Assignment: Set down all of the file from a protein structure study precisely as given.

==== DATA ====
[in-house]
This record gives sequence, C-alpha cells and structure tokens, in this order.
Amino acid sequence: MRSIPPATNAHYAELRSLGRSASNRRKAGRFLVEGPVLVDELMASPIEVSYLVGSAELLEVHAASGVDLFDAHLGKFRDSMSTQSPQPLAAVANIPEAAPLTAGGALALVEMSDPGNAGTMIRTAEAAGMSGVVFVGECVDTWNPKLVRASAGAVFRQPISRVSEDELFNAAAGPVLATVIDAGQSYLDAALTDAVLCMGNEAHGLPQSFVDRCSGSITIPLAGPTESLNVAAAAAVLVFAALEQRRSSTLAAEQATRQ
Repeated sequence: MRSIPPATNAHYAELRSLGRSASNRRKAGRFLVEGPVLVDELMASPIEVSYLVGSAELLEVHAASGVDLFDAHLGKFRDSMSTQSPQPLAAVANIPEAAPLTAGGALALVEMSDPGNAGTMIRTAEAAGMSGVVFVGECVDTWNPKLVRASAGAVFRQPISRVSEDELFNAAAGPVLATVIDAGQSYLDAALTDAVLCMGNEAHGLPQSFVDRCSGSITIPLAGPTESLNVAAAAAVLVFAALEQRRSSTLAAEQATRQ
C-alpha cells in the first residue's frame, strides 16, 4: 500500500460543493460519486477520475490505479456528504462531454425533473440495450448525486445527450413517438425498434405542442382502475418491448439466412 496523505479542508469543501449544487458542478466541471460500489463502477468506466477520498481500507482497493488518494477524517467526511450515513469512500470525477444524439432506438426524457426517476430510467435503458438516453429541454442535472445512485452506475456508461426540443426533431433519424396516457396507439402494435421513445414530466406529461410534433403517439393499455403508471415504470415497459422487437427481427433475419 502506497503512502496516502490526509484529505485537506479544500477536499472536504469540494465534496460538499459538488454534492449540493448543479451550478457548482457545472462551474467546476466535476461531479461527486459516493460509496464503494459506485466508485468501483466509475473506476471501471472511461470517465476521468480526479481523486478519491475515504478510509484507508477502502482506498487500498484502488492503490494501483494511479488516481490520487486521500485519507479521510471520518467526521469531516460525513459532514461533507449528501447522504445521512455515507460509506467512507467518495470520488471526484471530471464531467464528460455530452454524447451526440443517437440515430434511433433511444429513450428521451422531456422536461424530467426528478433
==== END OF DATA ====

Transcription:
[in-house]
This record gives sequence, C-alpha cells and structure tokens, in this order.
Amino acid sequence: MRSIPPATNAHYAELRSLGRSASNRRKAGRFLVEGPVLVDELMASPIEVSYLVGSAELLEVHAASGVDLFDAHLGKFRDSMSTQSPQPLAAVANIPEAAPLTAGGALALVEMSDPGNAGTMIRTAEAAGMSGVVFVGECVDTWNPKLVRASAGAVFRQPISRVSEDELFNAAAGPVLATVIDAGQSYLDAALTDAVLCMGNEAHGLPQSFVDRCSGSITIPLAGPTESLNVAAAAAVLVFAALEQRRSSTLAAEQATRQ
Repeated sequence: MRSIPPATNAHYAELRSLGRSASNRRKAGRFLVEGPVLVDELMASPIEVSYLVGSAELLEVHAASGVDLFDAHLGKFRDSMSTQSPQPLAAVANIPEAAPLTAGGALALVEMSDPGNAGTMIRTAEAAGMSGVVFVGECVDTWNPKLVRASAGAVFRQPISRVSEDELFNAAAGPVLATVIDAGQSYLDAALTDAVLCMGNEAHGLPQSFVDRCSGSITIPLAGPTESLNVAAAAAVLVFAALEQRRSSTLAAEQATRQ
C-alpha cells in the first residue's frame, strides 16, 4: 500500500460543493460519486477520475490505479456528504462531454425533473440495450448525486445527450413517438425498434405542442382502475418491448439466412 496523505479542508469543501449544487458542478466541471460500489463502477468506466477520498481500507482497493488518494477524517467526511450515513469512500470525477444524439432506438426524457426517476430510467435503458438516453429541454442535472445512485452506475456508461426540443426533431433519424396516457396507439402494435421513445414530466406529461410534433403517439393499455403508471415504470415497459422487437427481427433475419 502506497503512502496516502490526509484529505485537506479544500477536499472536504469540494465534496460538499459538488454534492449540493448543479451550478457548482457545472462551474467546476466535476461531479461527486459516493460509496464503494459506485466508485468501483466509475473506476471501471472511461470517465476521468480526479481523486478519491475515504478510509484507508477502502482506498487500498484502488492503490494501483494511479488516481490520487486521500485519507479521510471520518467526521469531516460525513459532514461533507449528501447522504445521512455515507460509506467512507467518495470520488471526484471530471464531467464528460455530452454524447451526440443517437440515430434511433433511444429513450428521451422531456422536461424530467426528478433